How to show that $\sin(m) + \sin(\sin(m)) + \sin(\sin(\sin(m))) + \cdots$, converges for every real number $m$?

I'm trying to show that the series: $\sin(m) + \sin(\sin(m)) + \sin(\sin(\sin(m)) + \cdots$ converges for all real numbers $m$. To be specific, the series is defined as follows:

$\sum_1^\infty{a_k}$ where $a_{k+1}=\sin(a_k)$ for $k=1, 2, \ldots$ and $a_1=\sin(m)$.

I've concluded that the terms in the series tend to $0$ as $k\rightarrow\infty$. I also tried applying the ratio test:

$\dfrac{|a_k+1|}{|a_k|}=\dfrac{|\sin(\sin\cdots(\sin(m))|}{|\sin(\sin(\cdots(m)|} =\dfrac{|\sin(a_k)|}{|a_k|}\rightarrow1$ as $k\rightarrow\infty$, but since the limit is $1$ the test is inconclusive. I don't know an awful lot about series, but I do know about the the root test, the integral test and about doing comparisons. I can't see how I can apply any of those methods here.

I would be really grateful for any help with this problem!

• I would not expect this series to converge. After getting below, say, $1/10$ quickly, the individual terms approach zero really, really slowly. I used the sequence of terms for finding fractional iterates of $\sin x;$ that's why i have an opinion... – Will Jagy Sep 23 '14 at 19:58
• So did you use $\sin x < x$ and then iterate, to show the sequence tends to $0$? How did you know the ratio tended to $1$? This is just for my own curiosity – snulty Sep 23 '14 at 20:03
• (This has been asked before on the site.) Except if $m$ is such that some $a_k$ is zero (and then the series converges), one can show that $a_k\sim\alpha\sqrt{3/k}$ when $k\to\infty$ where $\alpha=\pm1$ depends on $a_1$, hence the series diverges. – Did Sep 23 '14 at 20:14
• @snulty No, I didn't really make a formal proof of the fact that the terms tend to zero, but I convinced myself drawing the unit circle. No matter what value m is, $\sin{m}$ will always be a number between -1 and 1. Let's say that the value is positive. Inserting this value (which is now an angle measured in radians) into $sin$ will give you something even smaller - I concluded this by drawing a unit circle and exploring the angles... I know that the ratio tends to 1 because of the $\frac{\sin{x}}{x}\rightarrow1$ when $x\rightarrow0$ and $a_k\rightarrow0$ when $k\rightarrow\infty$. – Jarvi79 Sep 23 '14 at 20:17
• @Jarvi79 oh so it's like the sequential version of a limit, that's cool. – snulty Sep 23 '14 at 20:20

Heuristics: Say $a_n$ is near zero but not zero, then $\sin(x)=x-\frac16x^3+o(x^3)$ when $x\to0$ hence $$a_{n+1}=a_n-\frac16a_n^3+o(a_n^3).$$ If $a_n\sim c/n^b$, this imposes that $c^2=3$ and $b=\frac12$, hence the idea that $a_n\sim\alpha\sqrt{\alpha/n}$ with $\alpha=\pm1$ depending on $a_1$.

Full proof: Change variables and consider $$b_n=\frac1{a_n^2},$$ thus, one knows that $b_n\to+\infty$, and the same expansion of sine yields $$b_{n+1}^{-1}=\sin(b_n^{-1/2})^2=\left(b_n^{-1/2}-\frac16b_n^{-3/2}+o(b_n^{-3/2})\right)^2=b_n^{-1}-\frac13b_n^{-2}+o(b_n^{-2}),$$ which implies $$b_{n+1}=b_n+\frac13+o(1),$$ hence we are done.

• Thanks for this answer. I'm gonna have to work through that thouroughly if I'm going to have a chance to understand it, I'm afraid. How about my idea about using Leibniz convergence test? – Jarvi79 Sep 23 '14 at 20:52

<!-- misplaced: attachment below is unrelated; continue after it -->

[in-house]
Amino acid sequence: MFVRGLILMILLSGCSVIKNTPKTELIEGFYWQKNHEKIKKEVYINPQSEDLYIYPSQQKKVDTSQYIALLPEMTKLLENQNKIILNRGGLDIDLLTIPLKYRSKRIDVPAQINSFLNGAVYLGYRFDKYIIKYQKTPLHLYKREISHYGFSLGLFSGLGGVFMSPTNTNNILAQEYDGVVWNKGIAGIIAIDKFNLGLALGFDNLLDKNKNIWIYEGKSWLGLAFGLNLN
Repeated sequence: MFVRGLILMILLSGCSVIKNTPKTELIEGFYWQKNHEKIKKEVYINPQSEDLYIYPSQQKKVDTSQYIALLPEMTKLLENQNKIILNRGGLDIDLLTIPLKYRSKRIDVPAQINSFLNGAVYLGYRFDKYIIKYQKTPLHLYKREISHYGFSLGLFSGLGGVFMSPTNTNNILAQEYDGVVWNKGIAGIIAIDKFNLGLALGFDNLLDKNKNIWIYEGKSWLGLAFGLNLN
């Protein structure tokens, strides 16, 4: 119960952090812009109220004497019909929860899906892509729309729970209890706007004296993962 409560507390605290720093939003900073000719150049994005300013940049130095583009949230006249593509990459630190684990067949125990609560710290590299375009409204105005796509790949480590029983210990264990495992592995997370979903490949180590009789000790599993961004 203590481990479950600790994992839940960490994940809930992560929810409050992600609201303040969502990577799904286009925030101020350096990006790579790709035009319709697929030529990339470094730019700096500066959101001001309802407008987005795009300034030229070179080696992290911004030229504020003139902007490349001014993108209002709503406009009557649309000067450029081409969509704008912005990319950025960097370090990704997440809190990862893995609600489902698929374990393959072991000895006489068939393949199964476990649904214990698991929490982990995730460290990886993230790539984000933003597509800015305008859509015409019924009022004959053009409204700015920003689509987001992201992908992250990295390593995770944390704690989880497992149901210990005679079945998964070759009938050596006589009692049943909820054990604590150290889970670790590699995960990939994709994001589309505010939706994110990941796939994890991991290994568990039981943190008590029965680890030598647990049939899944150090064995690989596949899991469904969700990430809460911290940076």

• Explain it in detail and we will see if it works... – Did Sep 23 '14 at 20:53
• Well, I need to show that the terms alternate in sign. This is easy to see since sin(-v) = -sin v so for example $-\sin(-\sin(m))=sin(sin(m))$. This way you can see that the signs alternate. I also need to show that $a_k\rightarrow0$ as $k\rightarrow\infty$. This is more difficult. I tried to convince myself using a geometric approach where I drew the unit circle and explored the angles. Do you have a better idea? I also need to show that $|a_{k+1}|<|a_k|$. Maybe this follows from $|\sin{x}|<|x|$? My reasoning is that that implies that $|\sin{a_k}|<|a_k|$ which shows that $|a_{k+1}<|a_k|$ – Jarvi79 Sep 23 '14 at 21:09
• @Did: Nice! I wonder if you can get an asymptotic expansion for $a_n$. – Orest Bucicovschi Sep 23 '14 at 21:34
• "Do you have a better idea?" To show convergence to zero? Well... this is kind of... like... in my answer, no? – Did Sep 23 '14 at 22:16

We will prove that $$\lim n \cdot a_n^2 \to 3$$ where $a_{n+1} = \sin a_n$ and $a_0 = a \ne k \pi$.

It is easy to see that $a_n \ne 0$ for all $n$. ( the only root of $\sin x$ in the interval $\sin (\mathbb{R}) = [-1,1]$ is $x=0$) Moreover, since $|\sin x| \le |x|$ for all $x \ne 0$ we conclude that $(a_n)_{n \ge 1}$ is strictly decreasing and $>0$ if $a_1 \in (0,1]$ and strictly increasing and $<0$ if $a_1 \in [-1,0)$. Therefore the sequence $(a_n)$ is convergent. Let $l$ be the limit. Since $x\mapsto \sin x$ is a continuous function from $a_{n+1} = \sin a_n$ we conclude $\sin l = l$ and therefore $l = 0$.

We will show that $n\cdot a_n^2 \to 3$, or, equivalently $$\lim \frac{1/a_n^2}{n} =1/3$$ We'll prove a stronger(use Stolz–Cesàro) $$\lim_{n\to \infty} (1/a^2_{n+1} - 1/a_n^2) = 1/3$$ Since $a_n\to 0$ we'll prove instead $$\lim_{x->0} (1/\sin^2 x- 1/x^2) = 1/3$$

Indeed we have the expansion $$1/\sin ^2 x =1/x^2 + 1/3 + x^2/15 + O(x^4)$$

and the statement is proved.

It is apparent that the speed of the convergence of a sequence of iterates $f^n(a)$ to the (locally) unique fixed point $0$ of $f(x)$ has to do with the expansion of $f(x)$ at $0$. Write: $$f(x) =x( 1 + c_s x^s + c_{s'}x^{s'}+ \ldots )$$ Then we have $$\lim_{x\to 0} \frac{1}{f(x)^s} - \frac{1}{x^s} = -s \cdot c_s$$ Conclusion: If $0$ is an isolated fixed point and $a_n \ne 0$ is a sequence of iterates converging to $0$ then $$n\cdot a_n^s\to - s\cdot c_s$$

Observation: If the expansion at $0$ is more general $c_0 x + \ldots$ then for $|c_0|<1$ any sequence of iterates has convergence at least exponential while for $|c_0|>1$ it seems that $0$ will not be an attractive fixed point.